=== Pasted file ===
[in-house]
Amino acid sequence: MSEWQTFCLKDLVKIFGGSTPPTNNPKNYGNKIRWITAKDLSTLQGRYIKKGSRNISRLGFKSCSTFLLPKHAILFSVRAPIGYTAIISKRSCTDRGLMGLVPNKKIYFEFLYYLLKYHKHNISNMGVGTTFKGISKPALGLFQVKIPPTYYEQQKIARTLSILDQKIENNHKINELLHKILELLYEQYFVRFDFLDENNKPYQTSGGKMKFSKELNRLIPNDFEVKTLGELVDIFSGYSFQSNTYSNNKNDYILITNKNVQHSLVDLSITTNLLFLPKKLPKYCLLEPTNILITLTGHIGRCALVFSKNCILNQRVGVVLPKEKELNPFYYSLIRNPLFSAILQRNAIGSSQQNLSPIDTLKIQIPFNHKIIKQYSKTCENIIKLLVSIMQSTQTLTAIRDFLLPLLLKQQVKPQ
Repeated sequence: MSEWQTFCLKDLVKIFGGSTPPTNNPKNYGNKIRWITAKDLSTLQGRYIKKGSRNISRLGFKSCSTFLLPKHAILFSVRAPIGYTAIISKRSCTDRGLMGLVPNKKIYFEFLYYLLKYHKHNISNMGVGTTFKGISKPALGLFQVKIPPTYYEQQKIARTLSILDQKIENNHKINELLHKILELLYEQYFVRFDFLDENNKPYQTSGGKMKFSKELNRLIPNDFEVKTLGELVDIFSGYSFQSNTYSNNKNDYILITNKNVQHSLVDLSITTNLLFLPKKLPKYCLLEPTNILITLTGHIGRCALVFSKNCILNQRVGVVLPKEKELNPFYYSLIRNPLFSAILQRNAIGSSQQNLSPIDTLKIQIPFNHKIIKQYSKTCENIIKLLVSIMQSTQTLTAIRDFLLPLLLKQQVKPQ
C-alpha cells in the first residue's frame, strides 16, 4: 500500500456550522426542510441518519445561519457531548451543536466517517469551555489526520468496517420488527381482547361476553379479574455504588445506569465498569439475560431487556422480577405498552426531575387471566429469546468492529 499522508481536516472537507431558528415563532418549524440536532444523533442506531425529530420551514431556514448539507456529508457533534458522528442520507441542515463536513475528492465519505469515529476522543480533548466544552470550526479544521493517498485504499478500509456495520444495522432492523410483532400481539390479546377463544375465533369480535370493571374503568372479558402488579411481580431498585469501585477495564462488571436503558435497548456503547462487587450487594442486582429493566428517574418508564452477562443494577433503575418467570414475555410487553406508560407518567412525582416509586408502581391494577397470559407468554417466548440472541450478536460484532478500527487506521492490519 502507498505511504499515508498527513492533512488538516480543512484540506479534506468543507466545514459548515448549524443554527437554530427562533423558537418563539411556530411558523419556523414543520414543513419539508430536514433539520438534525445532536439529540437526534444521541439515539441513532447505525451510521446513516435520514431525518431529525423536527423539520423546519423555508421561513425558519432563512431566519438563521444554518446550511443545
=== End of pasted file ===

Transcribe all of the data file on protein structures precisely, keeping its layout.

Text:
[in-house]
Amino acid sequence: MSEWQTFCLKDLVKIFGGSTPPTNNPKNYGNKIRWITAKDLSTLQGRYIKKGSRNISRLGFKSCSTFLLPKHAILFSVRAPIGYTAIISKRSCTDRGLMGLVPNKKIYFEFLYYLLKYHKHNISNMGVGTTFKGISKPALGLFQVKIPPTYYEQQKIARTLSILDQKIENNHKINELLHKILELLYEQYFVRFDFLDENNKPYQTSGGKMKFSKELNRLIPNDFEVKTLGELVDIFSGYSFQSNTYSNNKNDYILITNKNVQHSLVDLSITTNLLFLPKKLPKYCLLEPTNILITLTGHIGRCALVFSKNCILNQRVGVVLPKEKELNPFYYSLIRNPLFSAILQRNAIGSSQQNLSPIDTLKIQIPFNHKIIKQYSKTCENIIKLLVSIMQSTQTLTAIRDFLLPLLLKQQVKPQ
Repeated sequence: MSEWQTFCLKDLVKIFGGSTPPTNNPKNYGNKIRWITAKDLSTLQGRYIKKGSRNISRLGFKSCSTFLLPKHAILFSVRAPIGYTAIISKRSCTDRGLMGLVPNKKIYFEFLYYLLKYHKHNISNMGVGTTFKGISKPALGLFQVKIPPTYYEQQKIARTLSILDQKIENNHKINELLHKILELLYEQYFVRFDFLDENNKPYQTSGGKMKFSKELNRLIPNDFEVKTLGELVDIFSGYSFQSNTYSNNKNDYILITNKNVQHSLVDLSITTNLLFLPKKLPKYCLLEPTNILITLTGHIGRCALVFSKNCILNQRVGVVLPKEKELNPFYYSLIRNPLFSAILQRNAIGSSQQNLSPIDTLKIQIPFNHKIIKQYSKTCENIIKLLVSIMQSTQTLTAIRDFLLPLLLKQQVKPQ
C-alpha cells in the first residue's frame, strides 16, 4: 500500500456550522426542510441518519445561519457531548451543536466517517469551555489526520468496517420488527381482547361476553379479574455504588445506569465498569439475560431487556422480577405498552426531575387471566429469546468492529 499522508481536516472537507431558528415563532418549524440536532444523533442506531425529530420551514431556514448539507456529508457533534458522528442520507441542515463536513475528492465519505469515529476522543480533548466544552470550526479544521493517498485504499478500509456495520444495522432492523410483532400481539390479546377463544375465533369480535370493571374503568372479558402488579411481580431498585469501585477495564462488571436503558435497548456503547462487587450487594442486582429493566428517574418508564452477562443494577433503575418467570414475555410487553406508560407518567412525582416509586408502581391494577397470559407468554417466548440472541450478536460484532478500527487506521492490519 502507498505511504499515508498527513492533512488538516480543512484540506479534506468543507466545514459548515448549524443554527437554530427562533423558537418563539411556530411558523419556523414543520414543513419539508430536514433539520438534525445532536439529540437526534444521541439515539441513532447505525451510521446513516435520514431525518431529525423536527423539520423546519423555508421561513425558519432563512431566519438563521444554518446550511443545